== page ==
UBC Theses and Dissertations

UBC Theses Logo

UBC Theses and Dissertations

Patterns of adjustment of international students to the University of British Columbia Farrokh, Kaveh 1988-08-31

You don't seem to have a PDF reader installed, try download the pdf

Item Metadata

Download

Media
831-UBC_1988_A8 F37.pdf [ 6.4MB ]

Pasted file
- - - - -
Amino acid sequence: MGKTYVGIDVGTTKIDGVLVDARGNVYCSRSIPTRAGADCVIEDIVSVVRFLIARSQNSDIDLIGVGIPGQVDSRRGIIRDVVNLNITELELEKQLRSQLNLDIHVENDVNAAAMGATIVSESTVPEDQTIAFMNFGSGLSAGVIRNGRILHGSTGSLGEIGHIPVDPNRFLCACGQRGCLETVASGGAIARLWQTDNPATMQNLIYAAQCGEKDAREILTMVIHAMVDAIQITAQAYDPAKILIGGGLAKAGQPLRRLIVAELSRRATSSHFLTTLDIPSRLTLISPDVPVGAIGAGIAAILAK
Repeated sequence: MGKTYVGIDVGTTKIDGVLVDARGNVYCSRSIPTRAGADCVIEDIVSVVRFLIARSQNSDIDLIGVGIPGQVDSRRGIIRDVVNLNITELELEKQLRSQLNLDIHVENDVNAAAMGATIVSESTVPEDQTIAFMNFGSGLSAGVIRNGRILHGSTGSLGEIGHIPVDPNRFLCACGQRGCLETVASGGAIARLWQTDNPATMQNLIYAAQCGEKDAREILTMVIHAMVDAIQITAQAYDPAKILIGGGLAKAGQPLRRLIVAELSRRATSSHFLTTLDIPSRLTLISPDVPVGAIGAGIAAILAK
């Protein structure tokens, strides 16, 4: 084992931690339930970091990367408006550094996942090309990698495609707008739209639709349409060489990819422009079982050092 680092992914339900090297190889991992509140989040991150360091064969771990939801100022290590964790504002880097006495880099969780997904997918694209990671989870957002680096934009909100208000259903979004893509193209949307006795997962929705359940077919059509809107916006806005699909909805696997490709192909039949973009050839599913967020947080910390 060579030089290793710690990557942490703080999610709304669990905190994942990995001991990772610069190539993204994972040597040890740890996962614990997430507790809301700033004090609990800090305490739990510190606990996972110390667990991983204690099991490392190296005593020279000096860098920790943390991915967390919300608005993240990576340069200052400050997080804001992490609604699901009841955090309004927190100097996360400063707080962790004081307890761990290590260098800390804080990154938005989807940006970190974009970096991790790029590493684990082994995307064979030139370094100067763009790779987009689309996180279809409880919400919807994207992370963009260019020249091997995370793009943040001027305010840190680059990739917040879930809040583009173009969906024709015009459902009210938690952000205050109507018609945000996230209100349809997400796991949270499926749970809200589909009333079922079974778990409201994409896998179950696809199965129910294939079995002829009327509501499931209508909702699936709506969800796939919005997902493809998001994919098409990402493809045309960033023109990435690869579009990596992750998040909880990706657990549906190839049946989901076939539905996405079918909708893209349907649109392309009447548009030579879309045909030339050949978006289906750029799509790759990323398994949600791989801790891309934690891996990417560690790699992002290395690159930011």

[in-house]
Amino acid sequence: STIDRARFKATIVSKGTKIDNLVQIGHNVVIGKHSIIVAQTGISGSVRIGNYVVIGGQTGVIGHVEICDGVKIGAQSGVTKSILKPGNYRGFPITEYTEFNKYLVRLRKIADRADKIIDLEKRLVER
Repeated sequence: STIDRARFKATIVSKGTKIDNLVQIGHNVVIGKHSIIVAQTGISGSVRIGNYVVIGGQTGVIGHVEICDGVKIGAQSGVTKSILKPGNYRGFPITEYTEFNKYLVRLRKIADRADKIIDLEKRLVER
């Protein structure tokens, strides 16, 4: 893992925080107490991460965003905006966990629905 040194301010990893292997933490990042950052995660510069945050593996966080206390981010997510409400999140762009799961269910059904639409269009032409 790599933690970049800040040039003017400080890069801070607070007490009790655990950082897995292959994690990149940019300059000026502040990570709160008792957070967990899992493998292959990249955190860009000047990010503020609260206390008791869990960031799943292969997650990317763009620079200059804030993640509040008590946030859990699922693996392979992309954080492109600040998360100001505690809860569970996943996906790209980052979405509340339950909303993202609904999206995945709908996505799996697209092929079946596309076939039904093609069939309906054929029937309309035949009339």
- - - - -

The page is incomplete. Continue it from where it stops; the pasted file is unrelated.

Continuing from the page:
Metadata
JSON: 831-1.0056025.json
JSON-LD: 831-1.0056025-ld.json
RDF/XML (Pretty): 831-1.0056025-rdf.xml
RDF/JSON: 831-1.0056025-rdf.json
Turtle: 831-1.0056025-turtle.txt
N-Triples: 831-1.0056025-rdf-ntriples.txt
Original Record: 831-1.0056025-source.json
Full Text
831-1.0056025-fulltext.txt
Citation
831-1.0056025.ris

Full Text